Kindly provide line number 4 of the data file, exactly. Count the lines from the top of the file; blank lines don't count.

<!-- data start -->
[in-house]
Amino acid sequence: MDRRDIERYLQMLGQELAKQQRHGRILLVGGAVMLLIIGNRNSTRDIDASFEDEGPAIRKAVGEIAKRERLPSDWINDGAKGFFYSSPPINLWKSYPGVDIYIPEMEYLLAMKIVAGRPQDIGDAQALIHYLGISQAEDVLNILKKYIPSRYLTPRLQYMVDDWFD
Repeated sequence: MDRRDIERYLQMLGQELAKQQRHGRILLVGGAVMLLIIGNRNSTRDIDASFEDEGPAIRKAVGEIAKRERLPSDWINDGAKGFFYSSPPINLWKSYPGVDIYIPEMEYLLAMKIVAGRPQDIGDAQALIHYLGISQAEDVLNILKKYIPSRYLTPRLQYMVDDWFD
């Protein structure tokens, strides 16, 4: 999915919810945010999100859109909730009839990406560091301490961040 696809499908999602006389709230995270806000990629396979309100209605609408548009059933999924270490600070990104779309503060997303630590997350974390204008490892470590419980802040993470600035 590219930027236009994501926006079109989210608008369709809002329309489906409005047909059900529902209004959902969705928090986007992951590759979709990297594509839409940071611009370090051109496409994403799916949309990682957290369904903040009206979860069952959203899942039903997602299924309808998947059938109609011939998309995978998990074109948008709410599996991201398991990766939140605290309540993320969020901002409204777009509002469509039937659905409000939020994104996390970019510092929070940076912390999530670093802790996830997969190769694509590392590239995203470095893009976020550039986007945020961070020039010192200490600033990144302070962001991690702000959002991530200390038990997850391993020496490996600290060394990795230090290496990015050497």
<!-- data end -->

């Protein structure tokens, strides 16, 4: 999915919810945010999100859109909730009839990406560091301490961040 696809499908999602006389709230995270806000990629396979309100209605609408548009059933999924270490600070990104779309503060997303630590997350974390204008490892470590419980802040993470600035 590219930027236009994501926006079109989210608008369709809002329309489906409005047909059900529902209004959902969705928090986007992951590759979709990297594509839409940071611009370090051109496409994403799916949309990682957290369904903040009206979860069952959203899942039903997602299924309808998947059938109609011939998309995978998990074109948008709410599996991201398991990766939140605290309540993320969020901002409204777009509002469509039937659905409000939020994104996390970019510092929070940076912390999530670093802790996830997969190769694509590392590239995203470095893009976020550039986007945020961070020039010192200490600033990144302070962001991690702000959002991530200390038990997850391993020496490996600290060394990795230090290496990015050497």